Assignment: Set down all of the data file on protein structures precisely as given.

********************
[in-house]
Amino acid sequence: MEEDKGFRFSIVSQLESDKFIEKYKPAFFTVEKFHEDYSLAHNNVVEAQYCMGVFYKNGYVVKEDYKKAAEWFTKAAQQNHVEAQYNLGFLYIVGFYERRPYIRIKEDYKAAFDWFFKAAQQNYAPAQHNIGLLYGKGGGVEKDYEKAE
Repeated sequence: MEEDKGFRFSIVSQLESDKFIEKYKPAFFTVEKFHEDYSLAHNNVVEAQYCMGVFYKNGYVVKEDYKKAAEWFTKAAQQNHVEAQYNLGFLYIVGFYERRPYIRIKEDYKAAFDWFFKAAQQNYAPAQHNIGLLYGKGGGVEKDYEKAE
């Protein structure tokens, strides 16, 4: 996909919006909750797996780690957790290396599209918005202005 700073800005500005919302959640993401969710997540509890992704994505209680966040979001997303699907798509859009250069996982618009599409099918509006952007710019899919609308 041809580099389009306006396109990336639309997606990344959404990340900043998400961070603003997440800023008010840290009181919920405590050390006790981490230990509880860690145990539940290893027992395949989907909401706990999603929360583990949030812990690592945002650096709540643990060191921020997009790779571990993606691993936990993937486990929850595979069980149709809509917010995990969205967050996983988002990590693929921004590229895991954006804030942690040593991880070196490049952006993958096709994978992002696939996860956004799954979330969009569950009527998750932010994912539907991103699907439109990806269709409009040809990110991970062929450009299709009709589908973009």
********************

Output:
[in-house]
Amino acid sequence: MEEDKGFRFSIVSQLESDKFIEKYKPAFFTVEKFHEDYSLAHNNVVEAQYCMGVFYKNGYVVKEDYKKAAEWFTKAAQQNHVEAQYNLGFLYIVGFYERRPYIRIKEDYKAAFDWFFKAAQQNYAPAQHNIGLLYGKGGGVEKDYEKAE
Repeated sequence: MEEDKGFRFSIVSQLESDKFIEKYKPAFFTVEKFHEDYSLAHNNVVEAQYCMGVFYKNGYVVKEDYKKAAEWFTKAAQQNHVEAQYNLGFLYIVGFYERRPYIRIKEDYKAAFDWFFKAAQQNYAPAQHNIGLLYGKGGGVEKDYEKAE
């Protein structure tokens, strides 16, 4: 996909919006909750797996780690957790290396599209918005202005 700073800005500005919302959640993401969710997540509890992704994505209680966040979001997303699907798509859009250069996982618009599409099918509006952007710019899919609308 041809580099389009306006396109990336639309997606990344959404990340900043998400961070603003997440800023008010840290009181919920405590050390006790981490230990509880860690145990539940290893027992395949989907909401706990999603929360583990949030812990690592945002650096709540643990060191921020997009790779571990993606691993936990993937486990929850595979069980149709809509917010995990969205967050996983988002990590693929921004590229895991954006804030942690040593991880070196490049952006993958096709994978992002696939996860956004799954979330969009569950009527998750932010994912539907991103699907439109990806269709409009040809990110991970062929450009299709009709589908973009």